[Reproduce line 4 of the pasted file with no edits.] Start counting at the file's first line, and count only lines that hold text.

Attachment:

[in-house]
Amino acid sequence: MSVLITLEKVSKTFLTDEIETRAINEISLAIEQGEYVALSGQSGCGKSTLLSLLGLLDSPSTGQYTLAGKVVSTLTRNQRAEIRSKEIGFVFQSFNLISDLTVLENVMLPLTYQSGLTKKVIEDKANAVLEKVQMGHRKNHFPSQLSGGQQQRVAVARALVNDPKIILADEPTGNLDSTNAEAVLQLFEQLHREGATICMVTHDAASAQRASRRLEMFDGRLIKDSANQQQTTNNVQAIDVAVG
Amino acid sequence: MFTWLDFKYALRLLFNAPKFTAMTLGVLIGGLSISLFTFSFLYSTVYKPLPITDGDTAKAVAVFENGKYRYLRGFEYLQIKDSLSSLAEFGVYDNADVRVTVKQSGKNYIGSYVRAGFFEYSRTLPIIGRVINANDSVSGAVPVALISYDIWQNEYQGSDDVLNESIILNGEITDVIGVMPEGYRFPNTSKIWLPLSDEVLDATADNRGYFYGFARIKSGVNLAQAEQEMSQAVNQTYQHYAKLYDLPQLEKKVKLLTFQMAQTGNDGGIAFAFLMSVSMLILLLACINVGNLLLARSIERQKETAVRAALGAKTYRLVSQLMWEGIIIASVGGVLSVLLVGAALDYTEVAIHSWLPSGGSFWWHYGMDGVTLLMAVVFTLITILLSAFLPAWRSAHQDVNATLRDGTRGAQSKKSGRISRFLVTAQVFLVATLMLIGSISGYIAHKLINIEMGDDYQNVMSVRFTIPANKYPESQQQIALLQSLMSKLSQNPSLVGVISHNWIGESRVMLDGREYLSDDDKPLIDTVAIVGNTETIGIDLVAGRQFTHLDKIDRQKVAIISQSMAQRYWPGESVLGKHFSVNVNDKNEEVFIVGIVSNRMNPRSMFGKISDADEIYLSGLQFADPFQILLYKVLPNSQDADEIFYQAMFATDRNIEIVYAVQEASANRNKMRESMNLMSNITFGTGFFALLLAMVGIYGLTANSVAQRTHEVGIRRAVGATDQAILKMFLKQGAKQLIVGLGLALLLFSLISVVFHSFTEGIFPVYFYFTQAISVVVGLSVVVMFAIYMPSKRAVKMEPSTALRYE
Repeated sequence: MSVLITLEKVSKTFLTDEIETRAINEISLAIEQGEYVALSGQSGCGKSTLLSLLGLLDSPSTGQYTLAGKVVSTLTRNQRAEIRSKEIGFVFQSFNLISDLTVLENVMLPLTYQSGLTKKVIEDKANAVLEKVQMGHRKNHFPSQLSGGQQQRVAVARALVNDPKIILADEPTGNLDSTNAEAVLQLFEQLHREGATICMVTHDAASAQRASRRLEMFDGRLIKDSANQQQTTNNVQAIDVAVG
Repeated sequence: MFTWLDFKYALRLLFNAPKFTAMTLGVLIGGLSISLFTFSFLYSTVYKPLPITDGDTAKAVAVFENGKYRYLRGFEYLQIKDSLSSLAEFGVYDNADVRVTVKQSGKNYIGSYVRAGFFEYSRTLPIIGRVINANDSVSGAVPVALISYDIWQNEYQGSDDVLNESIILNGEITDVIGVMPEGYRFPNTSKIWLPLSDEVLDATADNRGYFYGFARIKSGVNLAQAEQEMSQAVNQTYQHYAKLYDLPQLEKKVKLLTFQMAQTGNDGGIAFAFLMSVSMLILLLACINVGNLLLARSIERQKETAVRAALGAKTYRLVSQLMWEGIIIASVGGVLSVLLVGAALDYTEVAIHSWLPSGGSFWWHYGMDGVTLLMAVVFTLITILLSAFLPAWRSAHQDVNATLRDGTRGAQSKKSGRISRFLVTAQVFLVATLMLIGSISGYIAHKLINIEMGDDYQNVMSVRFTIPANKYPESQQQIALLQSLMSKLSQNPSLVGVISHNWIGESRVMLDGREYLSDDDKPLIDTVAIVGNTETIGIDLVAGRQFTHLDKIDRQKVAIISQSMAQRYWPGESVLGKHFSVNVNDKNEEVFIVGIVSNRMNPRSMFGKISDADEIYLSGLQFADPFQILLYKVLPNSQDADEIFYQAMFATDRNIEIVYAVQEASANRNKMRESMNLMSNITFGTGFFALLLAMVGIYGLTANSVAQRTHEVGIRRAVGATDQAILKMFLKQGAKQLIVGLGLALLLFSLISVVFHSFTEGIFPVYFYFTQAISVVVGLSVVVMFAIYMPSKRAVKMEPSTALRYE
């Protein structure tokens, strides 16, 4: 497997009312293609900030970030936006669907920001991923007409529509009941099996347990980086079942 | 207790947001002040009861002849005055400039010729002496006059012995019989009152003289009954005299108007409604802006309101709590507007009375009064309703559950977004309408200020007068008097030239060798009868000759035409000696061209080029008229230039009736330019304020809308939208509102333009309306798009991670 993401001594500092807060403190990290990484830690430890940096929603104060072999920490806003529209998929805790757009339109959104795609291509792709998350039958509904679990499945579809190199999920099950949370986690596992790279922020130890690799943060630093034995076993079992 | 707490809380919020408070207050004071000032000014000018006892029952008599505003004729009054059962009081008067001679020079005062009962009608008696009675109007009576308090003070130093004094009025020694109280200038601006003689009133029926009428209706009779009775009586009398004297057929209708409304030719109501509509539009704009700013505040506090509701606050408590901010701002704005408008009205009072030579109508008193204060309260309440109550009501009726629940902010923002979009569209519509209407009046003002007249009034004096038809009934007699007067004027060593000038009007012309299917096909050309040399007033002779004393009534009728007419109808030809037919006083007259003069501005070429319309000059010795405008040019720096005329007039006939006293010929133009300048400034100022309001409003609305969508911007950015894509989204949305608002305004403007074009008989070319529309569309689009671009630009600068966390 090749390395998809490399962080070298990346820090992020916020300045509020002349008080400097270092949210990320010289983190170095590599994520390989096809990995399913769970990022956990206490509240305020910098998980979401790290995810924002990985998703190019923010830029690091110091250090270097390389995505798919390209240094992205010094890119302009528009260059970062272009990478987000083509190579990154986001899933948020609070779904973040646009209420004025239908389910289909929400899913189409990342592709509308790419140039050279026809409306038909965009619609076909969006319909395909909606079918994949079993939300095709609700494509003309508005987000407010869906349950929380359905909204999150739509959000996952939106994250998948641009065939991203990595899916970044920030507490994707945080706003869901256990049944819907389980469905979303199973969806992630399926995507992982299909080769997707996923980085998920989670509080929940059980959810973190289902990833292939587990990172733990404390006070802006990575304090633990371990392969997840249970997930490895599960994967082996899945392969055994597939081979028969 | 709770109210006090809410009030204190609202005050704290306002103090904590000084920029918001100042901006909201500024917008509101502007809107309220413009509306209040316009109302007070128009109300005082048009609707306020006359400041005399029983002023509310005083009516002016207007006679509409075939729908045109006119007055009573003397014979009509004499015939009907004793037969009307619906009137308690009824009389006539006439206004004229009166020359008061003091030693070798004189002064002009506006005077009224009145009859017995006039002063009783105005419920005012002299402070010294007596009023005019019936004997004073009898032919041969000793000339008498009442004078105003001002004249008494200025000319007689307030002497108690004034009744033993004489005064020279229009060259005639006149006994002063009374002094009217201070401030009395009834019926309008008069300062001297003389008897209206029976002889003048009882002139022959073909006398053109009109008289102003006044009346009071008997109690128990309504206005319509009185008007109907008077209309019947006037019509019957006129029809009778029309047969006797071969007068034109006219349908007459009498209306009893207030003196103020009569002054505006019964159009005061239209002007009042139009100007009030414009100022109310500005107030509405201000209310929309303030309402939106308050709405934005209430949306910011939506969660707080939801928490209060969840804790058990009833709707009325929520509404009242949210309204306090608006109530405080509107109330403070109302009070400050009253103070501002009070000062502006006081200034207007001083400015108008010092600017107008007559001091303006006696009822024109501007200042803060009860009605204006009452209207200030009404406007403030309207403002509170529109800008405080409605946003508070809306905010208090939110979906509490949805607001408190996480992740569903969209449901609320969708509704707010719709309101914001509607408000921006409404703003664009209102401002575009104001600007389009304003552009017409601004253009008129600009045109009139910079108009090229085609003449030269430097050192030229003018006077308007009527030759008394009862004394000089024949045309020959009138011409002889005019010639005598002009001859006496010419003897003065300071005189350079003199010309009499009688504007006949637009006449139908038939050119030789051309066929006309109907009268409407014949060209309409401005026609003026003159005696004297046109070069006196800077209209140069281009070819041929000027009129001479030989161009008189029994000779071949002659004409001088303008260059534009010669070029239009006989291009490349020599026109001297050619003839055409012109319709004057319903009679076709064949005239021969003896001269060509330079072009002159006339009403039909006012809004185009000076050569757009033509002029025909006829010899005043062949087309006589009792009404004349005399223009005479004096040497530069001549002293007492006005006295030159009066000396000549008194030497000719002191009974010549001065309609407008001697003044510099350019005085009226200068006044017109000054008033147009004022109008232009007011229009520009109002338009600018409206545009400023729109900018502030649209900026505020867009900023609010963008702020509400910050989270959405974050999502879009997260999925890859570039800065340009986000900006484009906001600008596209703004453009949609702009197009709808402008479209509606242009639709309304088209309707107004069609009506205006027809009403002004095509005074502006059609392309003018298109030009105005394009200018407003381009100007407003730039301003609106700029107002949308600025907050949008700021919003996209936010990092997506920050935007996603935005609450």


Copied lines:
Repeated sequence: MSVLITLEKVSKTFLTDEIETRAINEISLAIEQGEYVALSGQSGCGKSTLLSLLGLLDSPSTGQYTLAGKVVSTLTRNQRAEIRSKEIGFVFQSFNLISDLTVLENVMLPLTYQSGLTKKVIEDKANAVLEKVQMGHRKNHFPSQLSGGQQQRVAVARALVNDPKIILADEPTGNLDSTNAEAVLQLFEQLHREGATICMVTHDAASAQRASRRLEMFDGRLIKDSANQQQTTNNVQAIDVAVG